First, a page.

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Scoring your Turkey

A scale, calculator and tape measure are all you need to see if your gobbler is a winner

By Russell A. Graves

A scale, calculator and tape measure are all you need to see if your gobbler is a winner.

For as long as anyone can remember, Texas deer hunters have judged their trophies against one another by touting a buck’s Boone & Crockett score. Did you know that turkey hunters can also get in on the game of keeping harvest records and do a little bragging along the way? That’s right. With a few simple measurements, you can objectively evaluate a turkey and assign it a “score” by using a set of systematic measurements. Bragging rights for turkeys? You bet!

Correct gear

The tools needed for scoring a turkey are simple: a spring scale capable of weighing a hanging object; a flexible, 1/4-inch-wide tape measure for measuring the spur and beard length, and a calculator for completing all of the calculations. If you have Internet access, you can skip the calculations by logging on to the National Wild Turkey Federation’s Web site at <www.nwtf.org> and use their online scoring calculator.

First step

To get started, you’ll need to weigh your turkey and convert the ounces to decimal form. The conversion formula is pretty simple. All you need to do is divide the ounces by 16. For example, if your turkey weighs 22 pounds and 5 ounces, then to convert the five ounces to decimal form, you’ll divide 5 by 16, which gives you .3125. Then combine the decimal-ounce equivalent with the number of pounds. In this case, we’ll have the weight of 22.3125 pounds.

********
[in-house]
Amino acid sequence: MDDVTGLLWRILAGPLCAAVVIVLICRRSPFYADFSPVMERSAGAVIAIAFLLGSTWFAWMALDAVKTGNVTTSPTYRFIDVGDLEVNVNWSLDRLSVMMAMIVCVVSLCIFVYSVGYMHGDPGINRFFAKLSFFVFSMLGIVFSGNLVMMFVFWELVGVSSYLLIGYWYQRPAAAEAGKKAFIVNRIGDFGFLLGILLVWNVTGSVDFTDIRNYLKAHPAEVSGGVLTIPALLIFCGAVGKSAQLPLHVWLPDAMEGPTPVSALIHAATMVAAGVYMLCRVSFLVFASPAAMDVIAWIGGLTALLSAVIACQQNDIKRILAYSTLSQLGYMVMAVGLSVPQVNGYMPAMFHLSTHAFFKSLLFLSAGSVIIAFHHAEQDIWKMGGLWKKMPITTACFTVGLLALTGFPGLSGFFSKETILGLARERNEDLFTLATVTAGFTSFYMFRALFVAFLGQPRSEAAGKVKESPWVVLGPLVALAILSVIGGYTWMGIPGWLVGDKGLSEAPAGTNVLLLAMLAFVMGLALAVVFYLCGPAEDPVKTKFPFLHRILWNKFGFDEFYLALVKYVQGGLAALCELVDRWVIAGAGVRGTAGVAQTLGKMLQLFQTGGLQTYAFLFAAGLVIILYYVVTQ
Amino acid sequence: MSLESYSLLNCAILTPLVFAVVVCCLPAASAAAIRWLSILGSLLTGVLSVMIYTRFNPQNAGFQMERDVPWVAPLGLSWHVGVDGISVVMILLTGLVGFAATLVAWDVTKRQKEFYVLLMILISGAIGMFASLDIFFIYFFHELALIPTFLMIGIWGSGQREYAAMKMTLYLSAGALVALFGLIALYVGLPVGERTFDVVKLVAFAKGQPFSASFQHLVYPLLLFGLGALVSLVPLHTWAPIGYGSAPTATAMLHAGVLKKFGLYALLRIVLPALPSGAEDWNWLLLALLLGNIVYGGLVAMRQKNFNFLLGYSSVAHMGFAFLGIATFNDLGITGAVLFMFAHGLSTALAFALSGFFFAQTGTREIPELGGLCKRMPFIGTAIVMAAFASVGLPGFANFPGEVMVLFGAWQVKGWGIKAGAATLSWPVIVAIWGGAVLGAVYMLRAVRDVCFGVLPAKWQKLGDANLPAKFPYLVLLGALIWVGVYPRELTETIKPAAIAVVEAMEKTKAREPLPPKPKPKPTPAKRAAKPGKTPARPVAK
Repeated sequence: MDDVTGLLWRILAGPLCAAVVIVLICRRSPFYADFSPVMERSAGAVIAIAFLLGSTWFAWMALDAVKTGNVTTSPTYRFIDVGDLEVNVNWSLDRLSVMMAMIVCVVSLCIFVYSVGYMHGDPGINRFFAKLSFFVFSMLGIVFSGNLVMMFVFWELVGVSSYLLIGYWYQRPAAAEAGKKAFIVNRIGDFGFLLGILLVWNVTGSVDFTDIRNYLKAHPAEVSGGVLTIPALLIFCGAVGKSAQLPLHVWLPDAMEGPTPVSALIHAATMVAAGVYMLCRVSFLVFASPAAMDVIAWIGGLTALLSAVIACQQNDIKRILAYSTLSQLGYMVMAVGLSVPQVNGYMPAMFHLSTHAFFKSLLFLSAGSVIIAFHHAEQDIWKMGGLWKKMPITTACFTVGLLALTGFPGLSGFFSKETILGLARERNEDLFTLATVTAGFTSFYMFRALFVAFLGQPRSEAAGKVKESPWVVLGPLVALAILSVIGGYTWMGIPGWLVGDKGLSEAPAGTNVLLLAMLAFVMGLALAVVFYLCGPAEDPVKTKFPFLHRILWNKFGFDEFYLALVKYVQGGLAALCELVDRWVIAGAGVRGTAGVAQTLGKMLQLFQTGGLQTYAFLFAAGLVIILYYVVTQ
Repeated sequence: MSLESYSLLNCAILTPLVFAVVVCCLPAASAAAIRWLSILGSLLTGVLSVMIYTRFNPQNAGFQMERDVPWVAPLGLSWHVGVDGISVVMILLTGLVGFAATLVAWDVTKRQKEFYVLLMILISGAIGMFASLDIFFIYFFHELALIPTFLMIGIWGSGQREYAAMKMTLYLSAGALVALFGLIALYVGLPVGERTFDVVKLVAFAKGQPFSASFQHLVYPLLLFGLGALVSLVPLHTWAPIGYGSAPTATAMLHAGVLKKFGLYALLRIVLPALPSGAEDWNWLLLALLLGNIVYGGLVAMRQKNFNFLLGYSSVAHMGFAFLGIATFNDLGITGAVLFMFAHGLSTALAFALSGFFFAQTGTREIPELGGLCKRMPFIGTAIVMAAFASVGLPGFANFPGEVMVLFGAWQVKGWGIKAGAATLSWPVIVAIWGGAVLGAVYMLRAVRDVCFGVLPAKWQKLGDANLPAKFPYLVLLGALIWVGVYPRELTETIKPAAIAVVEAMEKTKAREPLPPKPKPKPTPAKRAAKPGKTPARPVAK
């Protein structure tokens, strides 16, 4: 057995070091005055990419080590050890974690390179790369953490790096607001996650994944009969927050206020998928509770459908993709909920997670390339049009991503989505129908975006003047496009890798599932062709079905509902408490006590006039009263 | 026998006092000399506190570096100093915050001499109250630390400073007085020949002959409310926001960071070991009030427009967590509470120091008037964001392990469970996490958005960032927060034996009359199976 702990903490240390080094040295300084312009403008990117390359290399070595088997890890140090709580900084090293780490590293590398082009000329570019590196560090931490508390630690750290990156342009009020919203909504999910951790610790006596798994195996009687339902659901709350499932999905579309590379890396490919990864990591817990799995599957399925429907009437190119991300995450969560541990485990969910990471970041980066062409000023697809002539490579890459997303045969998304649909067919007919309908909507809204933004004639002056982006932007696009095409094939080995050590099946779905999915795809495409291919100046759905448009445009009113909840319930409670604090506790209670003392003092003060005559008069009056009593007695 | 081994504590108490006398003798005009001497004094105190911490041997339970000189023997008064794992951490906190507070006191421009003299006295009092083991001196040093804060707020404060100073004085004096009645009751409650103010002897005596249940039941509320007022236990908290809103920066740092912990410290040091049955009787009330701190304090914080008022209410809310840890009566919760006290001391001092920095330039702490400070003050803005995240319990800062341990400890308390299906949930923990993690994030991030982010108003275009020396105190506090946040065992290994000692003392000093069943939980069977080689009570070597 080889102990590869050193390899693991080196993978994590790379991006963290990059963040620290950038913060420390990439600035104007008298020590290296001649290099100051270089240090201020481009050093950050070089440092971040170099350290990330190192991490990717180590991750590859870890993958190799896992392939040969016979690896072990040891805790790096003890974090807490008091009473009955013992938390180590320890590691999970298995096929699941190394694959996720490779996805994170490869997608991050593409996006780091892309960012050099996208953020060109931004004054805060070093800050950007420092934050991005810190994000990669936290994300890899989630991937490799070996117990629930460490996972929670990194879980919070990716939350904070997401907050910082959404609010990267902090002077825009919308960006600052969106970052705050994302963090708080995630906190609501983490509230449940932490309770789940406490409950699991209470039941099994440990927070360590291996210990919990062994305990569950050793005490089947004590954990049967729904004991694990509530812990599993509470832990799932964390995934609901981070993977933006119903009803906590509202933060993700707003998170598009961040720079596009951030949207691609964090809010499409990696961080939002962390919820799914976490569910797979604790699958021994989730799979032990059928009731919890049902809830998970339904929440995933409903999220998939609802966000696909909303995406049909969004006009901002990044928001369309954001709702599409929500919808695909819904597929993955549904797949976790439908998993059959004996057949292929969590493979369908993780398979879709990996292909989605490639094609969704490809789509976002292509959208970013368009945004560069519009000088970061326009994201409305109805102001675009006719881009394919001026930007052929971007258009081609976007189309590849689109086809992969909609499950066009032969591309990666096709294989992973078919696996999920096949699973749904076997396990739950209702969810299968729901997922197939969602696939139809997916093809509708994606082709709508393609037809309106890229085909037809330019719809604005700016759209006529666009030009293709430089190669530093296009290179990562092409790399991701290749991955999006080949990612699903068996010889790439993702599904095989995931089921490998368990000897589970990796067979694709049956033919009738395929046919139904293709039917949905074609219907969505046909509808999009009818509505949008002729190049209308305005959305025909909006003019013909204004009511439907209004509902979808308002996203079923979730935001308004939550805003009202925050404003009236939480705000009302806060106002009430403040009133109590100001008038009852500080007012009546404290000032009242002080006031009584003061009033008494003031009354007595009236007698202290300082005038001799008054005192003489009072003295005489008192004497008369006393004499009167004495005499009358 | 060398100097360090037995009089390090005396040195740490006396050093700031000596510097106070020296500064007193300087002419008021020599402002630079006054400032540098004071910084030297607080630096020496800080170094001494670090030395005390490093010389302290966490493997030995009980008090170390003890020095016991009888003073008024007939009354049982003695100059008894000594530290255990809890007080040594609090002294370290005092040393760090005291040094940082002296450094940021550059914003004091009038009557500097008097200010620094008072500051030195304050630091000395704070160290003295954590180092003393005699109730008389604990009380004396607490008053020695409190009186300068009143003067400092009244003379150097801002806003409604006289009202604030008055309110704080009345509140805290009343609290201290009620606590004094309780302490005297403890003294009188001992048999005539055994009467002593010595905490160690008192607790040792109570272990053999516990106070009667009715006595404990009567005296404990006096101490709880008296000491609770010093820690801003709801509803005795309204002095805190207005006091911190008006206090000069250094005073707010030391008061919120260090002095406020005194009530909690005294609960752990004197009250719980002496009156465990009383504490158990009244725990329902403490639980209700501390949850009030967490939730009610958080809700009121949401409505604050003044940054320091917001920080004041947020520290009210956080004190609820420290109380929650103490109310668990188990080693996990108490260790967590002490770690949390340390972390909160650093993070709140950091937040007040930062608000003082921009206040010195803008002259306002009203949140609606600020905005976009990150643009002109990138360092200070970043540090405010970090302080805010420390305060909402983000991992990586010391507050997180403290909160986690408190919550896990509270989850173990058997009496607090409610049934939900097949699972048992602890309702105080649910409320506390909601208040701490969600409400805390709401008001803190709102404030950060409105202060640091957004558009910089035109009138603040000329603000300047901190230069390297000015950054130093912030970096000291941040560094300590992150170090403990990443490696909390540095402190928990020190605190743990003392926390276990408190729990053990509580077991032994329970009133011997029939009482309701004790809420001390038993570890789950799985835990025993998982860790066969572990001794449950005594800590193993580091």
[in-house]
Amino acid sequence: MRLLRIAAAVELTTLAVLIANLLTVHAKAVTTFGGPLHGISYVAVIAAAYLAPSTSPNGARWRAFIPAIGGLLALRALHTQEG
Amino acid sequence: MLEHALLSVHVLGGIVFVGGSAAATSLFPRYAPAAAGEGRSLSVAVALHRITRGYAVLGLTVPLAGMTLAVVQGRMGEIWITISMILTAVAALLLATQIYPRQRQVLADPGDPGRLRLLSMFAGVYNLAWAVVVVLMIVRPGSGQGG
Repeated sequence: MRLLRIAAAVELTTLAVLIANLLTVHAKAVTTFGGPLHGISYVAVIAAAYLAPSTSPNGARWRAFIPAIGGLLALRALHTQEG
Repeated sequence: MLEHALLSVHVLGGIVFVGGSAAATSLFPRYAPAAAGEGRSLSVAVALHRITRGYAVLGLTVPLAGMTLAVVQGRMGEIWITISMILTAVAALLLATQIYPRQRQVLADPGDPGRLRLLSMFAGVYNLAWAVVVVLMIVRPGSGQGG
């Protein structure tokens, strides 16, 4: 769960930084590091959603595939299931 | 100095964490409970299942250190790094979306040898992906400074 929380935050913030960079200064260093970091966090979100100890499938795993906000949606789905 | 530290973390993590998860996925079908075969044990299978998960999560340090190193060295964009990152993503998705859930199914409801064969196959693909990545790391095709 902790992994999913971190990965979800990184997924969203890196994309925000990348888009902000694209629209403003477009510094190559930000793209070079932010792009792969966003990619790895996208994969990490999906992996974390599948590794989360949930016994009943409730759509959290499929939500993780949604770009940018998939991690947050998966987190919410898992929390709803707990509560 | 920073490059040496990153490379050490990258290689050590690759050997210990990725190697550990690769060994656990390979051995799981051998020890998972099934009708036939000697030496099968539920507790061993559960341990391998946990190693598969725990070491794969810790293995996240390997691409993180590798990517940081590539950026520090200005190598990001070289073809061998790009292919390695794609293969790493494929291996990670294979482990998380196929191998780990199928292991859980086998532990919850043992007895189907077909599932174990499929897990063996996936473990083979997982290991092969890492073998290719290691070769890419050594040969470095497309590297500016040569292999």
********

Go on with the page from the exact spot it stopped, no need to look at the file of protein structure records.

Spurs

The next step is to measure the spurs and convert the fractional inch measurement to decimal form and measure to the nearest 1/16th-inch without reduction. In decimal form, 1/16-inch is equivalent to .0625. Using these numbers as a base, you can easily figure out the decimal equivalent to fractions. For example, to convert 3/16-inch, just multiply three times .0625.

Measure the spurs from where they exit the leg and over the outside edge of the spur. Once the spurs are measured, add the length of both spurs together and multiply by 10. For example, suppose the right spur measures 2-6/16 inches and the left spur measures 2-1/16 inches. The math will look like this:

2.3759 (right spur) + 2.0625 (left spur) = 4.4384 (total length of both spurs) 4.4384 X 10 = 44.384 (spur score)

Don’t forget the beard

The last thing to measure on the turkey is the beard. Starting where the beard protrudes from the breast, measure along the center of the beard to the longest tip. Like on the spurs, convert the fractional inch to decimal form. Once you have the beard measurement, multiply the length by two.

6.25 inch beard X 2 = 12.50 on the beard score.

Exceptions

Occasionally, a turkey will grow multiple beards and spurs. In that case, each extra beard and spur gets measured and added to the total score just like the typical beards and spurs. Birds with multiple beards and spurs are listed by the National Wild Turkey Federation as atypical.

Adding it all up

The last step in finalizing your turkey’s score is to add up the weight, spur score and beard score. In this case:

22.3125 weight score

+ 44.384 spur score

+ 12.50 beard score

= 79.1965 total score

In Texas, the state records listed with the National Wild Turkey Federation show that the top typical Eastern wild turkey scores a tad over 80 points while the biggest Rio Grande turkey scores just over 88. Of course, like deer, the trophy is in the eye of the beholder. So head afield … bragging rights await you.

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